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Old 04-01-2012, 12:26 AM   #1
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Should there be a vapor barier in attic where walls are?


I was up in my attic removing a vent pipe for a roof vent that will be getting removed and I was unable to get the vent completely out, a section goes down a wall and has one screw, just to tease me, that's way beyond reach. So I built a box around it mostly for safety reasons (very sharp metal) and wrapped the whole thing up in vapor barrier to avoid air from going in/out of the pipe/wall that's been cut out. While doing this I noticed that none of the wall has vapor barrier over it tapped to the vapor barrier of the ceiling of both sides. I can see the top header and it's "naked". Isin't this a huge heat loss? Wood is not 100% air tight... or is it? Or is it air tight enough that it does not matter?

It would be a huge painful job to do as I'd have to do one joist section at a time, and being in there for more than 10 minutes is really hard on the knees. So probably wont bother either way, but just curious.

I'm also going to be getting the attic blown with cellulose.

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Old 04-01-2012, 12:36 AM   #2
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Should there be a vapor barier in attic where walls are?


There are no visable headers in an attic, you my be talking about the top plates.

If there going to adding insulation there needs to be foam baffles added, all holes where wiring or plumbing was run, all the light and fan ceiling fixtures need to be air sealed before any insulation goes in.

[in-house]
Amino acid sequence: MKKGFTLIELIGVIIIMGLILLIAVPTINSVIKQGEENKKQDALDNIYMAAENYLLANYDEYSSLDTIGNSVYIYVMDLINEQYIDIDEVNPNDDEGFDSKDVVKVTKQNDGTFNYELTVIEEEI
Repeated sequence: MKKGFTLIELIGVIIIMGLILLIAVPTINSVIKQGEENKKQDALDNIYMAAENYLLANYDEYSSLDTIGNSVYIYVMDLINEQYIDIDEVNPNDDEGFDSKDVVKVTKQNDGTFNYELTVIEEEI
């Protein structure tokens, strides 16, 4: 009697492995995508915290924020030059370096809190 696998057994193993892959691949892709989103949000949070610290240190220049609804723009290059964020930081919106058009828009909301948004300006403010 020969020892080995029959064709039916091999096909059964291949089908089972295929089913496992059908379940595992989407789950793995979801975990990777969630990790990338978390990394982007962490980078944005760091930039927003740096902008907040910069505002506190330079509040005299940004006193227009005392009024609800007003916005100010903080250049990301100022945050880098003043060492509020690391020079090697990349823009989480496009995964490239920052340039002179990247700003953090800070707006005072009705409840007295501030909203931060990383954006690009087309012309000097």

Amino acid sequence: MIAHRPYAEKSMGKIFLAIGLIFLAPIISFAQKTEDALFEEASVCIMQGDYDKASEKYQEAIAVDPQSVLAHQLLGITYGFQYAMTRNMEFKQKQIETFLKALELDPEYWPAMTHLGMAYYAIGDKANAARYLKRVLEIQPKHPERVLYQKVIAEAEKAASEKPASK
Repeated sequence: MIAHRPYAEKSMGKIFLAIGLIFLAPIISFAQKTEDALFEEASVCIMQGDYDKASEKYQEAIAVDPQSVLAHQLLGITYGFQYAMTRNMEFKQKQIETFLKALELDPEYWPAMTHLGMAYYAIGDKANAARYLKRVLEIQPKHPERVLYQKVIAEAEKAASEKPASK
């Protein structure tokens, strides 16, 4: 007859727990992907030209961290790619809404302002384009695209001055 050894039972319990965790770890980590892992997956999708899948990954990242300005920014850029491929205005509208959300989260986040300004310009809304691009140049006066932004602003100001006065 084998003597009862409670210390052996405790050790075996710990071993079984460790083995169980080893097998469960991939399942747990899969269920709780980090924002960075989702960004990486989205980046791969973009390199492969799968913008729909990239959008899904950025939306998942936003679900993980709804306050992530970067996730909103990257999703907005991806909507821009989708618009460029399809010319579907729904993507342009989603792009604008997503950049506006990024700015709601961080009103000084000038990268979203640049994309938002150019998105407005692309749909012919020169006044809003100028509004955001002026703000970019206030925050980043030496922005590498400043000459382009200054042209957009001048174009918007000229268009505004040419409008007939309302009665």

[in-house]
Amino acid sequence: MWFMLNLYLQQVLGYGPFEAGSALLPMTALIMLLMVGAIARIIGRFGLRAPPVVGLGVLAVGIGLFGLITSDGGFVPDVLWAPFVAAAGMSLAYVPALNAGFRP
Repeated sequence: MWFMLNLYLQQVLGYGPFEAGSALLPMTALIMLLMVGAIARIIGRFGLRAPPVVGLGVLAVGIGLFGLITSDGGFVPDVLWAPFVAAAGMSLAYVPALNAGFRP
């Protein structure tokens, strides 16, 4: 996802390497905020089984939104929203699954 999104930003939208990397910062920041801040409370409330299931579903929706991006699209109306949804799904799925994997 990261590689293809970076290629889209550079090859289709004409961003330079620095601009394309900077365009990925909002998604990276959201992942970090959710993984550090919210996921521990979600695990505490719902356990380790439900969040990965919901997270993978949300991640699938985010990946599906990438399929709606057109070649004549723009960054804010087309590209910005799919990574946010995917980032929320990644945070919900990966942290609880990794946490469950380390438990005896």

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Old 04-01-2012, 12:45 AM   #3
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Should there be a vapor barier in attic where walls are?


Yeah it's the top plates I meant, but still, if I was to drill a hole into that, I could see down the wall. So by not having a vapor barrier isin't air seeping through the wood, or between the ceiling drywall and wood? The wires don't have any kind of seal either, at least the one that I saw, which is on an outside wall.
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Old 04-01-2012, 11:25 AM   #4
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Should there be a vapor barier in attic where walls are?


Wood is an air barrier, and is vapor open somewhat, which you want. The gaps are a problem; seal every gap you can find. You probably don't NEED a vapor barrier, though one may not hurt. It depends on where you are and if you will run air conditioning. Air seal.
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Old 04-01-2012, 12:23 PM   #5
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Should there be a vapor barier in attic where walls are?


Ah ok, so the wood is sufficient then, though the electrical should be sealed up, which is not in my case.
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Old 04-01-2012, 01:02 PM   #6
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Should there be a vapor barier in attic where walls are?